The Binding of Isaac Review - The Next Level

Game Profile

Release date:
September 28, 2010
Edmund McMillen
Edmund McMillen and Florian Himsl
Action RPG

The Binding of Isaac

How can something so wrong feel so right?

Review by James Cunningham (Email)
October 11th 2011

It's amazing what you can get used to. I was deep into one of the randomized dungeons Isaac has run to in order to escape his religiously-homicidal mother when I came across a room in which a satanic figure offered to trade some of my health for a permanent power-up. Seeing a mechanical eyeball, and not being sure what it did, I figured it was worth checking out if only to satisfy sheer morbid curiosity. It turns out it transforms Isaac's tears, which are the bullets he normally shoots, into a piercing laser. Oddly enough, this had the effect of making The Binding of Isaac seem more normal rather than less.

Every game feels new, thanks to the endless combinations of abilities, dungeon layouts, and boss fights.

The Binding of Isaac is, as should be obvious, a weird one. It's also great fun, incredibly playable, dark, funny, wrong, scatological, religiously irreverent, and loaded with challenge. Isaac is a small boy whose mother listened to one too many religious shows, until she finally heard the voice tell her to sacrifice her son to prove her love for God. Trapped in his room, Isaac finds a door into a cellar where all sorts of horribly disturbing creatures live. The only way out is to shoot his way through, and Isaac won't be the same at the end of the journey.

At its core, The Binding of Isaac combines a twin-stick shooter, the dungeon style of the original Zelda, and a heavy dose of randomization to create a game that, somehow, feels completely unique. Isaac starts each game in a single-screen room with the instructions written on the floor, and a quick walk through the nearest doorway starts the freakshow in earnest. The initial weak flies and harmless wailing bumpy-headed children quickly give way to crawling fanged slugs, bloody floating heads, pustules that swell and scatter bullets, headless hopping things, and much more. Everyone will have a most-hated enemy to call his own, though it's hard to top the swollen-headed guys that cough up flies. It's not that they look so bad, though they're not pleasant, or that they're particularly dangerous, but the horrible dry cough they give when choking up a fly is maybe a bit too perfect. It's the sound of a cough that's torn a throat raw but still doesn't have the edge to scratch the itch. I find it necessary to kill those pathetic things quickly or the sound of it makes my throat constrict.

Killing things starts out pretty simple, but the nature of Isaac is that each game evolves in its own individual way. Isaac can only shoot in the four cardinal directions, and his stats cover damage, rate of fire, range, and walking speed. As he goes through the dungeon, though, this rapidly starts changing in several ways. Pick-ups don't just boost the four stat categories but also make the firepower behave in strange ways, like enabling charge shots or splitting in two when it hits a target. Additionally, there are items that can be used every couple of rooms, as well as single-use pick-ups. There's very little explanation for any of it, so the only way to know that the hanger increases Isaac's rate of fire is to pick it up. Sure, he'll spend the rest of that game with a giant hangar through his skull, but it's a small price to pay, right? Every power-up affects Isaac's look in some way, from giving him a dorky facial expression to maiming him horribly. Still, isn't it better to become powerful but hideously freakish, rather than dead?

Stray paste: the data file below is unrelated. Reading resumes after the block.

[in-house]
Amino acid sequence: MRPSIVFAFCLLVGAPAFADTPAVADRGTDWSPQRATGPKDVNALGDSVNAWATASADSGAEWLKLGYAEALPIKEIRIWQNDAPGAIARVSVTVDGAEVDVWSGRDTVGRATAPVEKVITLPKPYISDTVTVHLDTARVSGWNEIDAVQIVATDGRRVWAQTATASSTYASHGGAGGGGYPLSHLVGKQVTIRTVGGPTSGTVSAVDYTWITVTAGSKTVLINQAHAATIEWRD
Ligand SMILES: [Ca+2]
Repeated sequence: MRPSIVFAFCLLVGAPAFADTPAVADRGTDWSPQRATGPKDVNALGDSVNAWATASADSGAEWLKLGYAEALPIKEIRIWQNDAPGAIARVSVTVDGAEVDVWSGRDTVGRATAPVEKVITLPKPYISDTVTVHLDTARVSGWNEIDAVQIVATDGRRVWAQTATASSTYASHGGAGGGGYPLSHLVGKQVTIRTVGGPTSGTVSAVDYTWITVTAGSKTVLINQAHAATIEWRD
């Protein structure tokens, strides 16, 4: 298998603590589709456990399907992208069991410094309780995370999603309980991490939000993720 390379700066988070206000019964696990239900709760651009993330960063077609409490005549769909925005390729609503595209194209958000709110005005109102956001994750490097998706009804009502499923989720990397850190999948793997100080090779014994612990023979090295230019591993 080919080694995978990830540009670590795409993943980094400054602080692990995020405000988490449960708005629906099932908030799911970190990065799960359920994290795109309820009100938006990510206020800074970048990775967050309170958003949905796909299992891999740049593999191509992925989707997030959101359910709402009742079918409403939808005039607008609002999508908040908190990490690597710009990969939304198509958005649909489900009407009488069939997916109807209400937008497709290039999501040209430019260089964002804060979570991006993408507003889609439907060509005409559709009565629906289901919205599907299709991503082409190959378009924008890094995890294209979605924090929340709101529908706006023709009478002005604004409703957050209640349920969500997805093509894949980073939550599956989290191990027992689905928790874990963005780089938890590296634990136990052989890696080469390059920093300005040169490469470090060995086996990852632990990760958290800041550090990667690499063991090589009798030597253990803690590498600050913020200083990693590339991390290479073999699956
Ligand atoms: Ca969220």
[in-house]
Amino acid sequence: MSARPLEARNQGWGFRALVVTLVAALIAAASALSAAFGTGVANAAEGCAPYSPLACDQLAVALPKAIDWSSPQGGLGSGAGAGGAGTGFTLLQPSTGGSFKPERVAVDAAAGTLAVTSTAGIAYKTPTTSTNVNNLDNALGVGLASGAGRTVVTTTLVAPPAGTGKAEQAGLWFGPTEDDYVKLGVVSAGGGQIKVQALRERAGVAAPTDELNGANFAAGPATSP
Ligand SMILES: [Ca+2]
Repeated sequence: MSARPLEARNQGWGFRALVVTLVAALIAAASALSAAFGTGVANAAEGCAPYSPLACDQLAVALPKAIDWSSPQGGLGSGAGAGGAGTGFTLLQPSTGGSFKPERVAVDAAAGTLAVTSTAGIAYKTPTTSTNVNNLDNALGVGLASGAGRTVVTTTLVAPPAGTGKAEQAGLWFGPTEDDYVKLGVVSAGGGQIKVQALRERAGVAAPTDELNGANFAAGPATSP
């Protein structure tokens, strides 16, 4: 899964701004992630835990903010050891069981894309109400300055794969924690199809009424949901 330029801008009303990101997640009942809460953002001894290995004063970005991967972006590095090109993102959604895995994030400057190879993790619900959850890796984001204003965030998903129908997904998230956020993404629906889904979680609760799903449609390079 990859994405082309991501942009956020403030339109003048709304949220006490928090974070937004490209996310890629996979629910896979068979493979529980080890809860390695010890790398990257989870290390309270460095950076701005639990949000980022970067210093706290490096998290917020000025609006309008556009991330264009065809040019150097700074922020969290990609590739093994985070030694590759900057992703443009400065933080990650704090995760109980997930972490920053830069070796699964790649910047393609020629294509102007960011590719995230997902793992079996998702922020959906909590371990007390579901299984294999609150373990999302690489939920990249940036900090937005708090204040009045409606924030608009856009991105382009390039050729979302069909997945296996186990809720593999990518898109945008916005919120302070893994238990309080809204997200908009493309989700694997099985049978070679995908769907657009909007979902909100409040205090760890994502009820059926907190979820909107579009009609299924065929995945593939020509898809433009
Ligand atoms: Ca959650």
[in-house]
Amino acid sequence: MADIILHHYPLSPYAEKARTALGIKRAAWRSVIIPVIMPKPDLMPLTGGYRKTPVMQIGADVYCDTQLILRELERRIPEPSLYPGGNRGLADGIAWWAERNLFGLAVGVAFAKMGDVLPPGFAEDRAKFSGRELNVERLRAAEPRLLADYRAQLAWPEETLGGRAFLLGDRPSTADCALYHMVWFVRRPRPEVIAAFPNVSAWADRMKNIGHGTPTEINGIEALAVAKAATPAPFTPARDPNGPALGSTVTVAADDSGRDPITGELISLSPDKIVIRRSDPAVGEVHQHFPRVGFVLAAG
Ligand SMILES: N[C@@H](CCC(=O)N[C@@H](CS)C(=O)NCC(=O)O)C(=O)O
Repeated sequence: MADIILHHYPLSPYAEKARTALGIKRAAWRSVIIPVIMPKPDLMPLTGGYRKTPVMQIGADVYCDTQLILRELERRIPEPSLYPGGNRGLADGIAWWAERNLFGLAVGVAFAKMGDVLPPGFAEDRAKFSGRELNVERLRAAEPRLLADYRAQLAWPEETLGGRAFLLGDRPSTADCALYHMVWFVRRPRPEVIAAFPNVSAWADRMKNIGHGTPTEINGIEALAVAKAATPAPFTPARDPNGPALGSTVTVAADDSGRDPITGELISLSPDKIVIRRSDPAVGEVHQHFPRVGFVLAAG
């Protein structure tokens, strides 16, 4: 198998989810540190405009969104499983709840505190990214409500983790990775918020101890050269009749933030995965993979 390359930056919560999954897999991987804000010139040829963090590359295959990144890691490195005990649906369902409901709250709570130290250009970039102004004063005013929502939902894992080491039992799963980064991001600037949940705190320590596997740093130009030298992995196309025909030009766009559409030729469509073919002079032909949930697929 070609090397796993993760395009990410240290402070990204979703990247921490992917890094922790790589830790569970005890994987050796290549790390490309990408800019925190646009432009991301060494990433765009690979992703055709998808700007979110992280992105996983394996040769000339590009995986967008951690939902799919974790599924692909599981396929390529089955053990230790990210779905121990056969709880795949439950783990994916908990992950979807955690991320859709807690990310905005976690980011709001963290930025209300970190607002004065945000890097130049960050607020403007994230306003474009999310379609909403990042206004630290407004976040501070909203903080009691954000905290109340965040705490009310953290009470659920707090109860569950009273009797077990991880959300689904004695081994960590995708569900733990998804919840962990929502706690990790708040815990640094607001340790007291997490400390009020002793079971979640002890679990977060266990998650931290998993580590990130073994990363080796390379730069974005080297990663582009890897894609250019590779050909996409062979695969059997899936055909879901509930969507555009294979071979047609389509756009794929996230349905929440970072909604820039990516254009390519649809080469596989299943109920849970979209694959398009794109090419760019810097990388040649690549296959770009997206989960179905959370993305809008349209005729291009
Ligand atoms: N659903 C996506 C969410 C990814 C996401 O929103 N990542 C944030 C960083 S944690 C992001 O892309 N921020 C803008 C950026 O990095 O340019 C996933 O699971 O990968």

Which isn't to say you won't wind up thoroughly dead anyway, of course. The Binding of Isaac isn't an easy game, even once you've learned how to use the power-up system effectively. The random nature of the dungeon and monster layouts means you'll be seeing some very tricky rooms, and will need to come up with a plan to deal with it based on whatever powers Isaac has managed to find this trip down to the basement. A room with a bunch of headless hopping guys who randomly spring into the air and then land in a spray of bullets is much easier to deal with if you've got a fast walking speed and can cover the screen in bullets, but sometimes you just have to make due.

That random nature is what makes The Binding of Isaac so incredibly replayable. Every game feels new, thanks to the endless combinations of abilities, dungeon layouts, and boss fights. There are a few unfotrunte distractions, such as slowdown when the screen gets busy, and an utterly inexcusable lack of gamepad support (seriously, the controller config says to Google JoyToKey!), but there's so much content hiding inside Isaac that it's next to impossible not to keep on exploring the possibilities. The Binding of Isaac is dark, disturbing, and wrong on a truly impressive number of levels, but it's also a brilliant and ridiculously fun game that remembers to never take itself too seriously. Sure, you're exploring the hideous monstrosities buried in the depths of an abused young boy's imagination, but it's addictively entertaining, so that makes everything ok, right?


A scene from The Binding of Isaac

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